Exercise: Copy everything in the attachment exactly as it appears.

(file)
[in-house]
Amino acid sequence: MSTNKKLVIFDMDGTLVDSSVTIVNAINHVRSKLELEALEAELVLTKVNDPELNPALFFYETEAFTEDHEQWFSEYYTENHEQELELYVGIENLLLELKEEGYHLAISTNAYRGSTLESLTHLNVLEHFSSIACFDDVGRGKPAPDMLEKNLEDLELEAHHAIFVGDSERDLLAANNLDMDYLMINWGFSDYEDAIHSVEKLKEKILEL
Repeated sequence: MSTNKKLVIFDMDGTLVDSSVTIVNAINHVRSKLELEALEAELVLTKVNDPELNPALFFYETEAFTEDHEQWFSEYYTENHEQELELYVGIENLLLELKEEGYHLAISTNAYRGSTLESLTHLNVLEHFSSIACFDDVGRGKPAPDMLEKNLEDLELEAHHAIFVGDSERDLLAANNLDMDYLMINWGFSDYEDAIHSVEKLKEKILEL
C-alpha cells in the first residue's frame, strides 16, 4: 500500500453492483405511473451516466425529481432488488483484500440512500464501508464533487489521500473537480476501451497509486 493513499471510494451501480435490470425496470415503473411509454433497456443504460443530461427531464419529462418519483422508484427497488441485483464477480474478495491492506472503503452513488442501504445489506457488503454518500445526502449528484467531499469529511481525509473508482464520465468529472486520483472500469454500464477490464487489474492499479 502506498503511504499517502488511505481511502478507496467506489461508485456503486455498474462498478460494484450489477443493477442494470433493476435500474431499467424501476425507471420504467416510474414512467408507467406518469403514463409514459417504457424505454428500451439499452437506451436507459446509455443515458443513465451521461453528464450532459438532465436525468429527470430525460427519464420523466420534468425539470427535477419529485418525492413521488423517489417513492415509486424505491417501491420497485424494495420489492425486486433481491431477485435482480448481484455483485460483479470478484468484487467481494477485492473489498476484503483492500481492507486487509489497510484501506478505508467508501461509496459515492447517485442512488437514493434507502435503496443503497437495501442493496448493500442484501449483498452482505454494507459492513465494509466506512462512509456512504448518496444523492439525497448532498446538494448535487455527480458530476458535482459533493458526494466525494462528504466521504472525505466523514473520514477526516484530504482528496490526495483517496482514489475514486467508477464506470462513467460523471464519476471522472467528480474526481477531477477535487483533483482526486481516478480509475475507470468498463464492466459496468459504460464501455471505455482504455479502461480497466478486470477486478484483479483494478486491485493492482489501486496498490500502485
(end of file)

[in-house]
Amino acid sequence: MSTNKKLVIFDMDGTLVDSSVTIVNAINHVRSKLELEALEAELVLTKVNDPELNPALFFYETEAFTEDHEQWFSEYYTENHEQELELYVGIENLLLELKEEGYHLAISTNAYRGSTLESLTHLNVLEHFSSIACFDDVGRGKPAPDMLEKNLEDLELEAHHAIFVGDSERDLLAANNLDMDYLMINWGFSDYEDAIHSVEKLKEKILEL
Repeated sequence: MSTNKKLVIFDMDGTLVDSSVTIVNAINHVRSKLELEALEAELVLTKVNDPELNPALFFYETEAFTEDHEQWFSEYYTENHEQELELYVGIENLLLELKEEGYHLAISTNAYRGSTLESLTHLNVLEHFSSIACFDDVGRGKPAPDMLEKNLEDLELEAHHAIFVGDSERDLLAANNLDMDYLMINWGFSDYEDAIHSVEKLKEKILEL
C-alpha cells in the first residue's frame, strides 16, 4: 500500500453492483405511473451516466425529481432488488483484500440512500464501508464533487489521500473537480476501451497509486 493513499471510494451501480435490470425496470415503473411509454433497456443504460443530461427531464419529462418519483422508484427497488441485483464477480474478495491492506472503503452513488442501504445489506457488503454518500445526502449528484467531499469529511481525509473508482464520465468529472486520483472500469454500464477490464487489474492499479 502506498503511504499517502488511505481511502478507496467506489461508485456503486455498474462498478460494484450489477443493477442494470433493476435500474431499467424501476425507471420504467416510474414512467408507467406518469403514463409514459417504457424505454428500451439499452437506451436507459446509455443515458443513465451521461453528464450532459438532465436525468429527470430525460427519464420523466420534468425539470427535477419529485418525492413521488423517489417513492415509486424505491417501491420497485424494495420489492425486486433481491431477485435482480448481484455483485460483479470478484468484487467481494477485492473489498476484503483492500481492507486487509489497510484501506478505508467508501461509496459515492447517485442512488437514493434507502435503496443503497437495501442493496448493500442484501449483498452482505454494507459492513465494509466506512462512509456512504448518496444523492439525497448532498446538494448535487455527480458530476458535482459533493458526494466525494462528504466521504472525505466523514473520514477526516484530504482528496490526495483517496482514489475514486467508477464506470462513467460523471464519476471522472467528480474526481477531477477535487483533483482526486481516478480509475475507470468498463464492466459496468459504460464501455471505455482504455479502461480497466478486470477486478484483479483494478486491485493492482489501486496498490500502485